6 Responses

  1. NOLATeach

    What % of people in any profession stay in the exact same role-level for 20 years or stay in the same job?

  2. skepticnotcynic

    In response to NOLATeach -Most doctors, lawyers, accountants, nurses, airline pilots. engineers, etc.

    Why should teaching be any different? Being part of a profession is a lifelong commitment and cognitively demanding and requires that many situations be experienced and processed.

    • Meg

      It shouldn’t be, but I wonder if it is. Are there available statistics that show what percentage of teachers remain in the profession after 20 years? I think it would make for an interesting comparison.

  3. Early alum

    Gary,
    Thank you for this valuable post.

    As a early 90′s alum and career teacher, I’ve always felt left out by TFA. Clearly through their featured panelists at 20th summit, comments from staff, and their write ups, they much prefer alum who have become reformers, work at TFA or started charter schools.
    It seems Ok with them if you are in high level admin at a school or have perhaps won a teacher of the year award, but other than that- ignored.

    It took them 20 years before they started an excellence in teaching award.

    They’ve given little recognition to alum who have become nationally board certified.
    They’ve mentioned some alum have high leadership roles in unions, but I’ve never seen those individuals potential contributions to “One Day” written up or recognized.
    I’ve also seen much more press to alum in leadership roles in charters than in traditional public schools.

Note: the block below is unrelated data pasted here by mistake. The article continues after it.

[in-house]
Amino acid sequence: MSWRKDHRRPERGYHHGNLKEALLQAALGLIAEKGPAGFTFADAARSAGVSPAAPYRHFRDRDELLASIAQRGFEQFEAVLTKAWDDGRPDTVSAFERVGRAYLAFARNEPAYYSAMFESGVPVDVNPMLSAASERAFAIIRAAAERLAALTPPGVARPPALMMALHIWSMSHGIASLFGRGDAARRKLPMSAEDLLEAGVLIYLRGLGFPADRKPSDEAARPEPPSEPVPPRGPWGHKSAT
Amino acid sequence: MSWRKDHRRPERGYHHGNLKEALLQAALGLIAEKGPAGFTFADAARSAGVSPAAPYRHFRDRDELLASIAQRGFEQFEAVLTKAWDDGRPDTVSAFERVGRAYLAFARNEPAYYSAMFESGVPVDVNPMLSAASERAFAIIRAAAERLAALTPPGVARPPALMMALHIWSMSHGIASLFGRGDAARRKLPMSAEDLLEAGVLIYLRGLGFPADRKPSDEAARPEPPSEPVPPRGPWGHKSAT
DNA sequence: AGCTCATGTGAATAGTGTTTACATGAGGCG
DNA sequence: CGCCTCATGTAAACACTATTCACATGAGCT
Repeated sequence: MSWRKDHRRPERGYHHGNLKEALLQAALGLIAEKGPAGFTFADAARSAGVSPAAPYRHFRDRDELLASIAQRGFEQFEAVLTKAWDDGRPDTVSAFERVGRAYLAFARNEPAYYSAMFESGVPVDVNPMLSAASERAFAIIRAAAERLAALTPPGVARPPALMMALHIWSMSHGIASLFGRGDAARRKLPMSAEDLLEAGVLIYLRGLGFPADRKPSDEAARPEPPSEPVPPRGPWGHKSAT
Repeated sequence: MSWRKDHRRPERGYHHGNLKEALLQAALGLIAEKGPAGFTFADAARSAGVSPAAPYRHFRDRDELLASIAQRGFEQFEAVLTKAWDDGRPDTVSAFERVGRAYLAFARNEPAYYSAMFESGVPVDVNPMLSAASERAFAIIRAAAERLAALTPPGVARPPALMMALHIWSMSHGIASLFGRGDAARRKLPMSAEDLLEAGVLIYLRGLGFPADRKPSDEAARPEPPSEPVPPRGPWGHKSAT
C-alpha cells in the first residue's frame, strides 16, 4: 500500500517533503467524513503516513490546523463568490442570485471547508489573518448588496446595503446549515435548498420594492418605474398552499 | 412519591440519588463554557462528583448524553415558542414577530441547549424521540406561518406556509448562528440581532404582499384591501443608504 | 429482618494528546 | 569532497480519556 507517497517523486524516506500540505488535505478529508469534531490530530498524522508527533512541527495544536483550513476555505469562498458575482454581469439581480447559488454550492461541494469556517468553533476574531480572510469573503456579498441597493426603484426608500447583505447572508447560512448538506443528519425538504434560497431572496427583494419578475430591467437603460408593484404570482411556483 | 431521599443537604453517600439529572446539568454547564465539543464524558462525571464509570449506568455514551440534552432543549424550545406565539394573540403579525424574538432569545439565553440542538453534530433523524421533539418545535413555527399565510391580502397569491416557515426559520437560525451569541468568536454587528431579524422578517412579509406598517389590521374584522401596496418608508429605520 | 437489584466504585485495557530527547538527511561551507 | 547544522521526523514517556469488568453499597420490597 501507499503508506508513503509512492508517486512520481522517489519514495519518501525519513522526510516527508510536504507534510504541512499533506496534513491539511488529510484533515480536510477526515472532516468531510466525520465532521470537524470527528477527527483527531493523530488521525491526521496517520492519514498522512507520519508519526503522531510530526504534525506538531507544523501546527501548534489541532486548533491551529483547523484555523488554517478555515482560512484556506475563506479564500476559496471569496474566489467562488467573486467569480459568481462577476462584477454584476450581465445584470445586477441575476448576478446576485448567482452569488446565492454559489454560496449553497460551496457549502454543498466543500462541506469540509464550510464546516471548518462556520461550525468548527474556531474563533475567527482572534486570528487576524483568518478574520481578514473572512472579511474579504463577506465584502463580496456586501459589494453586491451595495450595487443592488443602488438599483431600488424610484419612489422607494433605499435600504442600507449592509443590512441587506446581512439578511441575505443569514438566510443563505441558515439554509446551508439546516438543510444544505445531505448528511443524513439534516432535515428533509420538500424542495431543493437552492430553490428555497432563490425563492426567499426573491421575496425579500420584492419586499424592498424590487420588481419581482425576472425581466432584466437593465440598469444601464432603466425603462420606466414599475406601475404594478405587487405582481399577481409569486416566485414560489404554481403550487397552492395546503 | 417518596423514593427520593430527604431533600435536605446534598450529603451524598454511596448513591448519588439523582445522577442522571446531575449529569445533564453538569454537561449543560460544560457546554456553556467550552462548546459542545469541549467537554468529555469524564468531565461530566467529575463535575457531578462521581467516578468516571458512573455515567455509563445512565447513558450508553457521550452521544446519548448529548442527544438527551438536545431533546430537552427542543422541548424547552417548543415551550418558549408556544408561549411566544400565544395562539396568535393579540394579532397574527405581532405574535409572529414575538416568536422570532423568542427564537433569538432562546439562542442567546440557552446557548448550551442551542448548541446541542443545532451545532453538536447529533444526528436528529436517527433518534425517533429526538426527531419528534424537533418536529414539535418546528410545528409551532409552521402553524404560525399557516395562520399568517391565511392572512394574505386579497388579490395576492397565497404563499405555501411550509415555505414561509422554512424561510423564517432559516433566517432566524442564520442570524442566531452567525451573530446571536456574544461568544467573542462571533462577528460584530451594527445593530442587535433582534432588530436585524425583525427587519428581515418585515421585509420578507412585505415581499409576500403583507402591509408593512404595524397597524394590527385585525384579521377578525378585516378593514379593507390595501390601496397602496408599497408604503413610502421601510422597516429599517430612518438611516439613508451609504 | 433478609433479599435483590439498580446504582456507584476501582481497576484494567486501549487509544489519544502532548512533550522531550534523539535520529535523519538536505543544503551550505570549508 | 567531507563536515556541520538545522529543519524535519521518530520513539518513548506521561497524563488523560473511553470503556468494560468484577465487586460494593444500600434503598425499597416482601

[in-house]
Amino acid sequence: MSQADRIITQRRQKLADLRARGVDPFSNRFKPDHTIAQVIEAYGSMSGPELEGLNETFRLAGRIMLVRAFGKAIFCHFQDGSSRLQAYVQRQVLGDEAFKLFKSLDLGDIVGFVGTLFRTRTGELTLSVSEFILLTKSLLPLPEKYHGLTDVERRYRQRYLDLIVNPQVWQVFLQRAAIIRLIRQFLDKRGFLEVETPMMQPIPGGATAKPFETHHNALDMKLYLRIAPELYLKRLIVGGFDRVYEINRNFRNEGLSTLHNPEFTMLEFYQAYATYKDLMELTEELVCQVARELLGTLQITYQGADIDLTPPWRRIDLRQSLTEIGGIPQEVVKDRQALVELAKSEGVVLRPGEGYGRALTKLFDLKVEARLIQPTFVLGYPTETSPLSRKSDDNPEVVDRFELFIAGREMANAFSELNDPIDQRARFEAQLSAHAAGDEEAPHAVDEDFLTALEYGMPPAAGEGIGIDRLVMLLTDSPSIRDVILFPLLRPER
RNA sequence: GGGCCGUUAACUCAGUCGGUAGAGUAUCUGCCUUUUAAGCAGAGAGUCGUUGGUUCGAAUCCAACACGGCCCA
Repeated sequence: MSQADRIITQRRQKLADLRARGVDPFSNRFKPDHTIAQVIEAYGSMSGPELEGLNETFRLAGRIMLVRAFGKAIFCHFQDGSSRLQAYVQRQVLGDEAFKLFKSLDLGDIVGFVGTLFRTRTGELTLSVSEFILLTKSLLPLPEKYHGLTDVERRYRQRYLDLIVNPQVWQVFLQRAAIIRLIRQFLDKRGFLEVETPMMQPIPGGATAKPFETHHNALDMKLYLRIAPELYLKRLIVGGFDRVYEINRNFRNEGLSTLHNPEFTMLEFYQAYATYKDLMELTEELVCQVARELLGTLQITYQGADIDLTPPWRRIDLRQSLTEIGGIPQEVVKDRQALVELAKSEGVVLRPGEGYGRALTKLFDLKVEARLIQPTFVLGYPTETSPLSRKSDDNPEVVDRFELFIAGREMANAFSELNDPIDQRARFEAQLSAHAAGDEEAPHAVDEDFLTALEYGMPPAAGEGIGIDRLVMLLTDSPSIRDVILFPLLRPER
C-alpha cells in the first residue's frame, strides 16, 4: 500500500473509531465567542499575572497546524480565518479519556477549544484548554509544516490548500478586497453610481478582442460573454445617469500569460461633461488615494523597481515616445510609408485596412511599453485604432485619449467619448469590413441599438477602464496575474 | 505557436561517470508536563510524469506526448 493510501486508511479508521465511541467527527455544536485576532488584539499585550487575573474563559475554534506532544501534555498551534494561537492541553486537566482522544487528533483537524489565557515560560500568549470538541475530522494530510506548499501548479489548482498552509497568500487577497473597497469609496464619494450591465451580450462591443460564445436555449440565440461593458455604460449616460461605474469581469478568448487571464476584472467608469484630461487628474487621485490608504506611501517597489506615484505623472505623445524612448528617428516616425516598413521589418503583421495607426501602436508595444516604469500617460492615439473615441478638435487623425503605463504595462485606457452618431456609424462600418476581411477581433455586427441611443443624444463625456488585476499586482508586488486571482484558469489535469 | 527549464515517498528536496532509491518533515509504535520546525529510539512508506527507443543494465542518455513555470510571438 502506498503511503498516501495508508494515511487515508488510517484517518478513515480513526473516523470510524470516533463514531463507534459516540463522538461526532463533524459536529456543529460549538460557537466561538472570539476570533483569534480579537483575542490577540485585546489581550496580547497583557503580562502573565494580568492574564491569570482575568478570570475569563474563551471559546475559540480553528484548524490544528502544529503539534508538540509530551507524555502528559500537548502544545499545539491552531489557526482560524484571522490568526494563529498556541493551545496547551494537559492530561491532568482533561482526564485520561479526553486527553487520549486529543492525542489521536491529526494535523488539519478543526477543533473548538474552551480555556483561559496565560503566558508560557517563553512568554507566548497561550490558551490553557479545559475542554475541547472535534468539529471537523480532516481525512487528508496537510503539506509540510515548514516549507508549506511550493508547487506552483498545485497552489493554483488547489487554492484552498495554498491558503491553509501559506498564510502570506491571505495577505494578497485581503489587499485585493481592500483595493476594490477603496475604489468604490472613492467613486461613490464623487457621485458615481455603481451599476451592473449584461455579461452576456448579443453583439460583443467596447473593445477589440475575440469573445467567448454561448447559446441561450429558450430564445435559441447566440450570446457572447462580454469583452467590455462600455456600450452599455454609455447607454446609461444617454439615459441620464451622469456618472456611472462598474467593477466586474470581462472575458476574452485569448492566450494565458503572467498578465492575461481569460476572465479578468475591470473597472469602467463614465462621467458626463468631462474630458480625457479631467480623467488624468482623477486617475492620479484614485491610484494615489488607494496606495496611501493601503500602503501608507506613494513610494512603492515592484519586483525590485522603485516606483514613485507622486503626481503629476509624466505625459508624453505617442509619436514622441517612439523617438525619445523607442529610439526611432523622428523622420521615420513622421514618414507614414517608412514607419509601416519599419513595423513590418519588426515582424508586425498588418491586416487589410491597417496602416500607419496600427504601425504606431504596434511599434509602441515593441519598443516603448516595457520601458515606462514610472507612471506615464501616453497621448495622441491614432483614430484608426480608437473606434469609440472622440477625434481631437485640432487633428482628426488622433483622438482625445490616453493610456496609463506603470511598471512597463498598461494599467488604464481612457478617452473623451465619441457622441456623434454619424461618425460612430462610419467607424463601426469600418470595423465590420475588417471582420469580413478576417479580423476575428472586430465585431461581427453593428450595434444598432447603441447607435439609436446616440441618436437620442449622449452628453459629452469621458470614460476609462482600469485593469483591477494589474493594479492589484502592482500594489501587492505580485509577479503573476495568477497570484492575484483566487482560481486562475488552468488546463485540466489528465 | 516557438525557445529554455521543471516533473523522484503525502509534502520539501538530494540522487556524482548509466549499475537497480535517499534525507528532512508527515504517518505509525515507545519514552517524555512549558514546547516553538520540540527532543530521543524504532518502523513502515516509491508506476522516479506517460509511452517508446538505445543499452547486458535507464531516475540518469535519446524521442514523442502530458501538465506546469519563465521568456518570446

So, we’ve been ignored. Yet, they need us. They need teachers who stay to build their stats on longevity. As potentially inaccurate as those stats my be.
    Perhaps they need to break those stats down into
    Percent working in non profits
    Percent in admin
    Percent in teaching
    I’d also love to see the charter/public breakdown

    I also don’t understand the need to continue to “sell” TFA. I did in the early days when no one had heard of TFA. By now TFA is well known and established??

    • Educator

      There’s a need to “sell” TFA because TFA, like any organization, has a self interest to continue. I mean, if you worked for TFA, wouldn’t you want to continue to “sell” it? TFA isn’t only guilty of this – basically any organization/company (in education, think of unions, traditional schools, charters, vouchers, for-profit schools, online schools, etc…) is guilty of this, and it isn’t necessarily bad. Usually, organizations want to grow, not maintain or die out.

      The problem that Gary writes about is if an organization such as TFA is actually doing more harm than good. This is what people are starting to question. Hence, the need to sell even more.

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By a somewhat frustrated 1991 alum

Region
Houston
Grade
High School
Subject
Math